Green Earth Heritage Foundation set up a commercial fan and a reforestation site in the historic town of San Miguel, Bulacan. The foundation worked with the community to turn to embrace sustainable organic agricultural development. The foundation’s primary product is Fair Trade Moringa tea. The tea processing center in San Miguel is wholly operated by women and employs 139 farmers.
Handicraft of Aklan Multi-Purpose Cooperative (HAMPCO): INVESTING IN WOMEN ARTISANS IN AKLAN
Australia invested in the women-led cooperative in 2002 to upgrade weaving equipment and improve the skills of women weavers. Over the next years, the investment has yielded increased incomes for women and allowed them to be better provided for their children’s education and food needs. Today HAMPCO provides regular employment to 85 women weavers.
Katungod han Samarena Foundation Incorporated (KSFi): WEAVING DREAMS IN SAMAR
Through the assistance from the Australian Government, ninety-nine women micro-entrepreneurs from Samar are helping their communities rise up from the devastation of Yolanda. They are working together to produce beautiful colorful mats, bags, hats and slippers, which they are now selling to new markets.
Lake Sebu Indigenous Women Weavers Association Incorporated (LASIWWAI): DREAMWEAVERS OF SOUTH COTABATO
The indigenous women leaders of Lake Sebu in South Cotabato have formed a cooperative to preserve the tradition of t’nalak weave dyeing, empower T’boli women, and strengthen their communities. Australia invested in the women’s cooperative to increase production, support the growth of the social enterprise, and to improve the income potential of the members.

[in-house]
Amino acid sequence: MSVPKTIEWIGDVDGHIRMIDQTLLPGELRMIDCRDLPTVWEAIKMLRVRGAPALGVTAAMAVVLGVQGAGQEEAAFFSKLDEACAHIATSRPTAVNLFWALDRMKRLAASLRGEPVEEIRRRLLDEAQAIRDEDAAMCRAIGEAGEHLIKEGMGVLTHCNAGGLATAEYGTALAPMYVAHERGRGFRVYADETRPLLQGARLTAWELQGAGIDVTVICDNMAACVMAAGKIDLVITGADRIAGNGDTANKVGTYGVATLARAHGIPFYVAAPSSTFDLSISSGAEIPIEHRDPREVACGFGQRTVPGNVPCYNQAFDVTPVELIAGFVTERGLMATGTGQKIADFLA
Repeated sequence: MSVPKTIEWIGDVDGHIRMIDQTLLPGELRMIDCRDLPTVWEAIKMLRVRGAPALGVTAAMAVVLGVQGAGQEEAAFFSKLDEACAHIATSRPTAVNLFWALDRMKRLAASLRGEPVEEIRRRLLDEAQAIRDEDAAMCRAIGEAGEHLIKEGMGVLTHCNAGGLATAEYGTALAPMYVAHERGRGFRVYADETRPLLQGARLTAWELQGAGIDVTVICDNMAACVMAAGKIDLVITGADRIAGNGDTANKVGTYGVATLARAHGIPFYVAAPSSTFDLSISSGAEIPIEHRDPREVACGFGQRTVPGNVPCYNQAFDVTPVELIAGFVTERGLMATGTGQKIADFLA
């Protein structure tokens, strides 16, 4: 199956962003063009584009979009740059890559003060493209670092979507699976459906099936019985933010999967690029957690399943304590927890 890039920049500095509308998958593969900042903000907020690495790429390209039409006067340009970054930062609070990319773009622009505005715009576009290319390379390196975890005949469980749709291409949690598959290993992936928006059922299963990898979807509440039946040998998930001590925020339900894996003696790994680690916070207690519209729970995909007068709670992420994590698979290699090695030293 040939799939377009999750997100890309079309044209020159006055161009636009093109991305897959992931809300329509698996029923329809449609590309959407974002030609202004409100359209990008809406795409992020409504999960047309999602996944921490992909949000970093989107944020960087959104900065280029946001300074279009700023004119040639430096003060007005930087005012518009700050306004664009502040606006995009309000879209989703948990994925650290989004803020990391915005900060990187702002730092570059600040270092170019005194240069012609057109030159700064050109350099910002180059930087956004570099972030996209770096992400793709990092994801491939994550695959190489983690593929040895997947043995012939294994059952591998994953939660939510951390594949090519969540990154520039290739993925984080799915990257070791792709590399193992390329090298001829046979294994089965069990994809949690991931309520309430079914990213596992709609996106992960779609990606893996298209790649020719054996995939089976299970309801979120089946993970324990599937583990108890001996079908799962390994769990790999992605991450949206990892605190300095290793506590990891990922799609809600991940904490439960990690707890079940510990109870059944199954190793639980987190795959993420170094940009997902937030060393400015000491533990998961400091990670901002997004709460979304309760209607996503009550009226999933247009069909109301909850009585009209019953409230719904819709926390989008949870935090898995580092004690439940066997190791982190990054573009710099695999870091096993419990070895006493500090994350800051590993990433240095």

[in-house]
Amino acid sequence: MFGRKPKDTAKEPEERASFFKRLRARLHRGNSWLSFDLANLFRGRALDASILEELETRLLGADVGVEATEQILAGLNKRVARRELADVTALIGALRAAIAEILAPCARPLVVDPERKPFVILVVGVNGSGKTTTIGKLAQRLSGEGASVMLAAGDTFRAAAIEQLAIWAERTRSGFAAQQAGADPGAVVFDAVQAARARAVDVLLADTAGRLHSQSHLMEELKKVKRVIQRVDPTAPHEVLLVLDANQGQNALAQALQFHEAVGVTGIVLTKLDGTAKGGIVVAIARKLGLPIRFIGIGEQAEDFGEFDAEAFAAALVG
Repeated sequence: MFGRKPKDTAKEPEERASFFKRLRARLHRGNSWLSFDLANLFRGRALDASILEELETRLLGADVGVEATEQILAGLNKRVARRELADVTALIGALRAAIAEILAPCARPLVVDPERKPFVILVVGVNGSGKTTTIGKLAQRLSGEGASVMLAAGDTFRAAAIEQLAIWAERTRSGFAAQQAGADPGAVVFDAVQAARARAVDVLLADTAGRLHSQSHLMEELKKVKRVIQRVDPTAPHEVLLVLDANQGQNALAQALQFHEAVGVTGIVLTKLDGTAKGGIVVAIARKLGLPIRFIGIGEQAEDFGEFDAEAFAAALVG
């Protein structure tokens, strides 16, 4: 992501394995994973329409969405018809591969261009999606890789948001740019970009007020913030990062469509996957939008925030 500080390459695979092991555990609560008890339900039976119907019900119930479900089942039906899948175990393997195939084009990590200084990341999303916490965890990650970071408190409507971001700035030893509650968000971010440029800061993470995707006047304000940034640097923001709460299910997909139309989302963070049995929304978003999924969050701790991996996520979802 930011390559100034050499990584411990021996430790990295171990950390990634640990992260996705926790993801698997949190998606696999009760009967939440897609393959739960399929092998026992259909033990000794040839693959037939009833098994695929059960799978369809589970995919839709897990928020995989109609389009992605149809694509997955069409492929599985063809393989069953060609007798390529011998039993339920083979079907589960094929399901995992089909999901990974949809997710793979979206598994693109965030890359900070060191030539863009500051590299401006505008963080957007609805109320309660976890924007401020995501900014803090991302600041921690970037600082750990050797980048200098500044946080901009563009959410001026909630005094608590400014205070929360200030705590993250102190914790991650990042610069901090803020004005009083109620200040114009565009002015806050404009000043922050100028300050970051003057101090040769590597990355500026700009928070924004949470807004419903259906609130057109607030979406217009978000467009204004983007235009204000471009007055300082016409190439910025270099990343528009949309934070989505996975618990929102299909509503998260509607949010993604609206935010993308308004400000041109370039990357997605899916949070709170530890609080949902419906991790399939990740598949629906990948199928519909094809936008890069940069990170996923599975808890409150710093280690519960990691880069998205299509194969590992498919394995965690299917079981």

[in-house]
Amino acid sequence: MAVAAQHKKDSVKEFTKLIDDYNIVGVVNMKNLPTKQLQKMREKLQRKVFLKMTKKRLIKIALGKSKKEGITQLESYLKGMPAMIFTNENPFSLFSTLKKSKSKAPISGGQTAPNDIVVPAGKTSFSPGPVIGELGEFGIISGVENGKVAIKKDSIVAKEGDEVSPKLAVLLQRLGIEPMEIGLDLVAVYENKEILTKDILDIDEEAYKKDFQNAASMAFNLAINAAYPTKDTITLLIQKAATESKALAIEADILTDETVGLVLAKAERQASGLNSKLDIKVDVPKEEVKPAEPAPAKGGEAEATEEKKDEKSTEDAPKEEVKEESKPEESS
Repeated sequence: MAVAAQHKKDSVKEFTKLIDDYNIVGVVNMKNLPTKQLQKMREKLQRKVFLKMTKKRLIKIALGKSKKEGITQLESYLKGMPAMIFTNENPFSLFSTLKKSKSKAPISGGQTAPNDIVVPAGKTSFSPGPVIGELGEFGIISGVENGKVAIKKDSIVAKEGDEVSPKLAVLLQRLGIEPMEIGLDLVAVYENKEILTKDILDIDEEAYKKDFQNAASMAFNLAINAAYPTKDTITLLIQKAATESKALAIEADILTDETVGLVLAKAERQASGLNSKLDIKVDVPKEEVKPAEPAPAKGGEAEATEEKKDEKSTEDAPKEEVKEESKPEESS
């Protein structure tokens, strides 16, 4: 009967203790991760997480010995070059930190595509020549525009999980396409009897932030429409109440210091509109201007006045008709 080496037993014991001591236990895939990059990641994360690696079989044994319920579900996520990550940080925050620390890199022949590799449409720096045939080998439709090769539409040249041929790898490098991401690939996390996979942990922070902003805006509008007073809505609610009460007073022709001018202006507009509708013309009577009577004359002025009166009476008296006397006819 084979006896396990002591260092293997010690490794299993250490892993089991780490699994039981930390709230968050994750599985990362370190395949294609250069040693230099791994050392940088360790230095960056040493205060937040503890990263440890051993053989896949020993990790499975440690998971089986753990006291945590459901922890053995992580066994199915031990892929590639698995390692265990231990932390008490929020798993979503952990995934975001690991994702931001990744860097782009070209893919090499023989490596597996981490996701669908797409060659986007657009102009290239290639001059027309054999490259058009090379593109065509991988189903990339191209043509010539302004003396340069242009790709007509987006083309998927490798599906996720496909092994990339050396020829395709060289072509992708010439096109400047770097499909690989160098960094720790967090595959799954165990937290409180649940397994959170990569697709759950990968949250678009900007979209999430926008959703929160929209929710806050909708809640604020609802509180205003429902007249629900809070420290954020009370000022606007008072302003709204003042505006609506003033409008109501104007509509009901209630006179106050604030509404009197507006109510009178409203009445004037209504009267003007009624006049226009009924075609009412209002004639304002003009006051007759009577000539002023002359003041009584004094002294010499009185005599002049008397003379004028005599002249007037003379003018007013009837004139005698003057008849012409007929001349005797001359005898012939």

Philippine Christian Foundation (PCF): FROM RUBBISH TO RUNWAY
PCF runs a school for children who live in Smokey Mountain dump in Tondo, Baguio dump site and from a squatter area in Navotas cemetery. It started as livelihood project for mothers using up cycled materials. Australia’s direct aid investment provided skills training for 1,000 women living in shanty towns in Tondo, Manila, Navotas and Baguio. The women gained more than just income they regained their dignity and hope for a better life.
Philippine Foundation for Resources Management (PFRM): WEAVING HERITAGE AND EMPOWERMENT
Beginning in 2007, Australia invested in the women of Dayawan, Marawi City to preserve the centuries-old tradition of Maranao hand loom weaving. But in order for this cultural heritage to also provide economic benefits for the women weavers and their families. Australia’s support not only preserved Maranao culture and revitalized the craft of hand loom weaving, but also provided women from Dayawan with a a steady source of income.
Simbag sa Pag-Asenso Incorporated (SEDP): BUILDING A BANIG REPUBLIC IN BICOL